J: Are the eggs cooking?
T: Yes.

(N awakes and starts to cry. But I am powerless to do anything, as the eggs are cooking and require constant stirring in order to scramble to J's satisfaction.)

J: N's crying.
T: Yes, I know. I'll deal with him after your eggs are done.
J: I'll help!
T: No. You need to eat. I'll handle it.
J: But I wanna help you.
T: You need to eat, or the cat will get your eggs. I'll be quick.
J: Okay.

(The eggs are cooked and J's portion is put on his plate. I go to get N, who is now shrieking at top volume, and I instruct J to stay at the table and eat. But J gets off his chair and comes after me anyway.)

T: J, you need to sit at the table and eat.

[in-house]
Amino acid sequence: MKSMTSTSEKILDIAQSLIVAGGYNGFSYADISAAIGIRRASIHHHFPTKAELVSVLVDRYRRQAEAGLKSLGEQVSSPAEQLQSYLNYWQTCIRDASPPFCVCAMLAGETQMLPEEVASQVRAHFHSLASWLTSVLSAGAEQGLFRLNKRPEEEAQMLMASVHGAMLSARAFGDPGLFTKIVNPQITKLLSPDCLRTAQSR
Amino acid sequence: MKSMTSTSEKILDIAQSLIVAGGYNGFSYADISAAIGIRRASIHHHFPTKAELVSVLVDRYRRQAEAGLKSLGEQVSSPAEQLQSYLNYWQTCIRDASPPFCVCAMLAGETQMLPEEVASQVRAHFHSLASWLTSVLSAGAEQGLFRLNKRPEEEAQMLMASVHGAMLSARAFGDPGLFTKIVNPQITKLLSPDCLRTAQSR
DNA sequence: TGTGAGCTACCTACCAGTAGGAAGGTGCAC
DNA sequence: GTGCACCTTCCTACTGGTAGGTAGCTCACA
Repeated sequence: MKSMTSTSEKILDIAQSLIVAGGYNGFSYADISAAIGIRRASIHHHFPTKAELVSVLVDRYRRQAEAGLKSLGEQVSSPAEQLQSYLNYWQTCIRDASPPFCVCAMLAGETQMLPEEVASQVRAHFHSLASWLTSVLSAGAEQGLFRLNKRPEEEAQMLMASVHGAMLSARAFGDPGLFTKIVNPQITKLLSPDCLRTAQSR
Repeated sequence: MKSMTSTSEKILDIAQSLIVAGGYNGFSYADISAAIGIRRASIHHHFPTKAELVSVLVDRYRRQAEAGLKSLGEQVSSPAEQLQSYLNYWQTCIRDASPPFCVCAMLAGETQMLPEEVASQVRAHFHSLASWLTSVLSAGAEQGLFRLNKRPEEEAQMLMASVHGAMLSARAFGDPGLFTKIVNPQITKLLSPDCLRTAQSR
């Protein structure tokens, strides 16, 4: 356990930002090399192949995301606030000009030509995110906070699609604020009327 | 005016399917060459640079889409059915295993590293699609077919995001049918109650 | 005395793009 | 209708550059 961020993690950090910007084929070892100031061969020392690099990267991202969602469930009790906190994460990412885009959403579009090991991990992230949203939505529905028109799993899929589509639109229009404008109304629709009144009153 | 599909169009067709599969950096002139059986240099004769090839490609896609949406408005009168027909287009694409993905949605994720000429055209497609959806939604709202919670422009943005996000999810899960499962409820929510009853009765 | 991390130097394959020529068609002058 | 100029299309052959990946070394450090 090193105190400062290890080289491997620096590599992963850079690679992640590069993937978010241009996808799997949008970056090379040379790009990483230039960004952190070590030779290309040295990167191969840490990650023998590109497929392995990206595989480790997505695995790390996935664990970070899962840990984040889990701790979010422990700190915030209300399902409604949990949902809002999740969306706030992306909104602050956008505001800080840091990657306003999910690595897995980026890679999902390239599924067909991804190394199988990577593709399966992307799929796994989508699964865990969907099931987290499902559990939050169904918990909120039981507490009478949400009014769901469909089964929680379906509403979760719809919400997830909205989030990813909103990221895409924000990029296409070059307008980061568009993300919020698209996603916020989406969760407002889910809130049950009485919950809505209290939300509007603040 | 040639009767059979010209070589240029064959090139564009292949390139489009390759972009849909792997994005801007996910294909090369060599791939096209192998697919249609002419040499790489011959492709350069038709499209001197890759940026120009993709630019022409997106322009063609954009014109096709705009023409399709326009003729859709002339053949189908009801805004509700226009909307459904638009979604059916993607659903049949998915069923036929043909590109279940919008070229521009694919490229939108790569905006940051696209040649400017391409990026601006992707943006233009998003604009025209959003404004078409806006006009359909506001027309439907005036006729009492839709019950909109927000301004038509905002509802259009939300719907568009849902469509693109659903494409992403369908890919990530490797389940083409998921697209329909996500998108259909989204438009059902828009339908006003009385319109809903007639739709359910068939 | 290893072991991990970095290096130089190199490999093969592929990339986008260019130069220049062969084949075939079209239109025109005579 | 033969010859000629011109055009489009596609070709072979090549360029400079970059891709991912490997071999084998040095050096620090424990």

J: I just need to get my red dice.
T: No toys at the table, J.
J: But ... um ...
T: Go back to the table and eat before the cat gets your eggs.
J: Oh! Okay!

(Runs back to the table and climbs in his chair. I finish changing N and return to the kitchen. I dish out my now cold eggs and sit down to eat. And as I do so, I notice that J's plate is untouched.)

T: J, why aren't you eating?
J: My eggs are too hot.

(I check the eggs, which are only mildly warm at this point.)

T: They aren't too hot, J. Please eat them.
J: No. They're too hot.
T: J! Eat your eggs!

(J takes a bite. I finish my eggs. Then go to get baby N to give him some cereal and formula. I return to the kitchen to find J banging his fork on the back of his chair, with a full plate of eggs in front of him.)

J: This fork is a bell.
T: No it's not. Now eat.

(J throws his fork on the floor. I wash it and give it back to him.)

T: Now eat.

(J returns to banging his fork on the back of his chair.)

J: This fork is a bell.
T: J! Stop playing and eat!